The news that a new form of coronavirus had been identified in the major Chinese city of Wuhan was enough to send Asian stock markets into retreat on Monday (20 January) while in Europe, luxury-goods makers with Chinese order books also took a hit.
Despite the start of the Chinese New Year celebrations, which results in the largest human migration on Earth as millions return home to their families or travel abroad, stock markets were quick to move on, apparently due to China’s speedy response, which included a nationwide screening program.
Now wash your hands…
Even so, media outlets reported that China had quickly sold out of sanitising hand wash and face masks while British experts suggested that as many as 1,700 people – about three times current Chinese estimates – could be carrying the virus that’s spread mainly through coughs and sneezes.
By Tuesday, Hong Kong had reported its first case and, a day later, a host of other countries including the US, Japan, South Korea, Singapore and Thailand had all reported similar outbreaks.
According to local reports, the outbreak, which has now claimed 25 lives, originated in a seafood market that also (illegally) trades in live wild animals, suggesting that the virus had jumped across from animal hosts. The new virus, christened ‘2019-nCoV’, has triggered memories of the SARS crisis in 2002, which infected more than 8,000 people and subsequently killed almost 800 people across Asia and elsewhere.
On Wednesday, the UK’s Department of Health announced “enhanced monitoring” for all flights arriving from China while the World Health Organization (WHO) was still debating whether to declare an international public health emergency.
This week Sainsbury’s began a management clear out with the announced retirement of Mike Coupe, its CEO of six years.
Coupe has been under pressure since his proposed £12bn merger with Asda was blocked by competition authorities in the UK last year. His resignation comes less than 24 hours after Sainsbury’s revealed that it was wielding the axe once more by targeting hundreds of management roles in its latest re-shuffle since taking over Argos in 2016.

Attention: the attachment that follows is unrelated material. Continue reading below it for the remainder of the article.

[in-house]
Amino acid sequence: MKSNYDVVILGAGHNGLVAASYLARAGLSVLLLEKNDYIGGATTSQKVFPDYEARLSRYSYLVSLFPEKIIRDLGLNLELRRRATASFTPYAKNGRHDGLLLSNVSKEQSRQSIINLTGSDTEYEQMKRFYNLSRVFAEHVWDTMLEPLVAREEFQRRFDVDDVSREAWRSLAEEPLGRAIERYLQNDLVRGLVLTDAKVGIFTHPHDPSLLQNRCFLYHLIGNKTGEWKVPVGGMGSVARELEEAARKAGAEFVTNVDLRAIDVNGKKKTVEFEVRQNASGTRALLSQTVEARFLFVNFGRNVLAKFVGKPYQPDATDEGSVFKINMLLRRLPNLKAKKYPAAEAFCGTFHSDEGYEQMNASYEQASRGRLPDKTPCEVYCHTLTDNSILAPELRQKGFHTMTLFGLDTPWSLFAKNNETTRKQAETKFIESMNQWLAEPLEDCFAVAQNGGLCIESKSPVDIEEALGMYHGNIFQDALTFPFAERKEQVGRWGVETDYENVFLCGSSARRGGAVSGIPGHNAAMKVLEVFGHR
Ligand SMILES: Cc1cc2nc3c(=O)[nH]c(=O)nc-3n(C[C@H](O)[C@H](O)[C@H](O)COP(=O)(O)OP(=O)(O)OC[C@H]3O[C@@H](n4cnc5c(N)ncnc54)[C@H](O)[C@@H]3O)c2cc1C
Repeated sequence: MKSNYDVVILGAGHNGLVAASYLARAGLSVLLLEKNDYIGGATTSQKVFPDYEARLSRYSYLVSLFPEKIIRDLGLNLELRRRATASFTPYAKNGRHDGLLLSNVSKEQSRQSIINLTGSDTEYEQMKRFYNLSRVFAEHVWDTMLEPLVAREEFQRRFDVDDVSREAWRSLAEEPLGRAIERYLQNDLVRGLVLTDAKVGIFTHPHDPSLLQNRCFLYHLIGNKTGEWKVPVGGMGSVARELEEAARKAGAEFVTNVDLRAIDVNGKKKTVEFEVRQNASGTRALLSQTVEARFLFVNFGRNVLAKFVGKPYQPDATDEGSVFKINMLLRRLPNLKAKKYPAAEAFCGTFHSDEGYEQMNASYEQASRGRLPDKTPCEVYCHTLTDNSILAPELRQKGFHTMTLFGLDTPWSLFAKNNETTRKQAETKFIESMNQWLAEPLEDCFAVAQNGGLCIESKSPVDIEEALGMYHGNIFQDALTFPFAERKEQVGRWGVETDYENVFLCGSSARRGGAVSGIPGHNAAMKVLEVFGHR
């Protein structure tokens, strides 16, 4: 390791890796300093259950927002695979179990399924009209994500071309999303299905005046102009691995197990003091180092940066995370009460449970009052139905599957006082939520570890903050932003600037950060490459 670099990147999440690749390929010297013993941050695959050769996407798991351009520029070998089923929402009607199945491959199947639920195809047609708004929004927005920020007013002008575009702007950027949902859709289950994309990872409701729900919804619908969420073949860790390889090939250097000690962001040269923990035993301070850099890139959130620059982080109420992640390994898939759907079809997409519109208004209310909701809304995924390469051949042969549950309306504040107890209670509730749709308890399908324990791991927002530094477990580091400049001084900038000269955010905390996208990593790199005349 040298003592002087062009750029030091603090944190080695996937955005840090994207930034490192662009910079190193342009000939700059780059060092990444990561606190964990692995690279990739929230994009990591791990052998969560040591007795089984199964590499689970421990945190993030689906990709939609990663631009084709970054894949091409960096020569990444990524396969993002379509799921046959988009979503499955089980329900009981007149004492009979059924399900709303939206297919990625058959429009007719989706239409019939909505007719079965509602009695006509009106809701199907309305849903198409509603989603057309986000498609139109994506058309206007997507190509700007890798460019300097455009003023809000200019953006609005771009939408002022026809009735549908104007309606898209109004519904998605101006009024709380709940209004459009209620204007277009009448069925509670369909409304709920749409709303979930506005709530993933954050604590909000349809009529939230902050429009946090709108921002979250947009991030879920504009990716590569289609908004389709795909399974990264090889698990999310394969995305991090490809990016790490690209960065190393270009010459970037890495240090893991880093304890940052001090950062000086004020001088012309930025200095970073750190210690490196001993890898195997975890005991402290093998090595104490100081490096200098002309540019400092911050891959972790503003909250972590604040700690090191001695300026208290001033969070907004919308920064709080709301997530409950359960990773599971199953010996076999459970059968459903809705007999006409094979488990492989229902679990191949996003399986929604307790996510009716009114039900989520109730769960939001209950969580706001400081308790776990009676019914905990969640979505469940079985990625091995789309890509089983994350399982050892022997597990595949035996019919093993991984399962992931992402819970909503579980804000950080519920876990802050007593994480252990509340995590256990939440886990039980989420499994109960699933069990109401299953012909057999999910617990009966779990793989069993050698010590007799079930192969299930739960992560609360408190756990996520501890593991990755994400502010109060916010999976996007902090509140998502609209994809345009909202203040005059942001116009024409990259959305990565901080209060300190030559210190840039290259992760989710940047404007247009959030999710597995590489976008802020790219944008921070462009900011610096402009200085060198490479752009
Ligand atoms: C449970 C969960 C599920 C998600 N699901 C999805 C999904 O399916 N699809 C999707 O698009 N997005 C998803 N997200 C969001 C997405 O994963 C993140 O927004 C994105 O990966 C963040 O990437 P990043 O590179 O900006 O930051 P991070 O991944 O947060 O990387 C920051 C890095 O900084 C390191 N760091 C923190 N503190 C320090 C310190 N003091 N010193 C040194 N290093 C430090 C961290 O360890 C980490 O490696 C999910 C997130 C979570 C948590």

Coupe spent 15 years at the ‘big four’ grocer; he led its £1.4bn acquisition of Argos and Habitat, its purchase of Nectar and the sale of Sainsbury’s pharmacy business. He also invested heavily in convenience stores and online capabilities, the latter of which now accounts for c20% of Sainsbury’s sales. Coupe’s departure follows that of Argos CEO John Rogers who left in October last year.
Shares in Boeing were temporarily suspended on Tuesday (21 January) after they dropped almost 6% on reports that its fleet of 737 Max planes would stay grounded for longer than planned.
Boeing confirmed it estimates the planes will start flying again from “mid-2020”, which is much later than the January date it had mooted in November. The company claimed the new date was driven by its “experience of the certification process” by the Federal Aviation Administration (FAA), even though furore still surrounds its self-certification of key components.
The company was dealt a further blow
by news that rival Airbus is to add a new assembly line at its base in France, scheduled to open in mid-2022, to cope with increasing demand for its A321 family of planes and, in particular, the A321neo.
Streaming giant Netflix ended 2019 on a strong note with increased subscribers and revenue, but acknowledged it’s feeling the squeeze from rival streaming services run by Apple and Disney.
The fourth quarter results included a 31% increase in revenue year-on-year, which sent shares more than 2% higher in after-hours trading. But while it revealed 8.8 million new subscribers globally, North America only accounted for 550,000 of these – below analyst estimates – as it cited recent price changes and “US competitive launches”.
Its outlook for the first quarter of 2020 is more cautious, forecasting just 7 million new global subscribers, although it highlighted upcoming releases including Altered Carbon that will follow a successful Q4 content slate such as the third series of The Crown and the launch of The Witcher.
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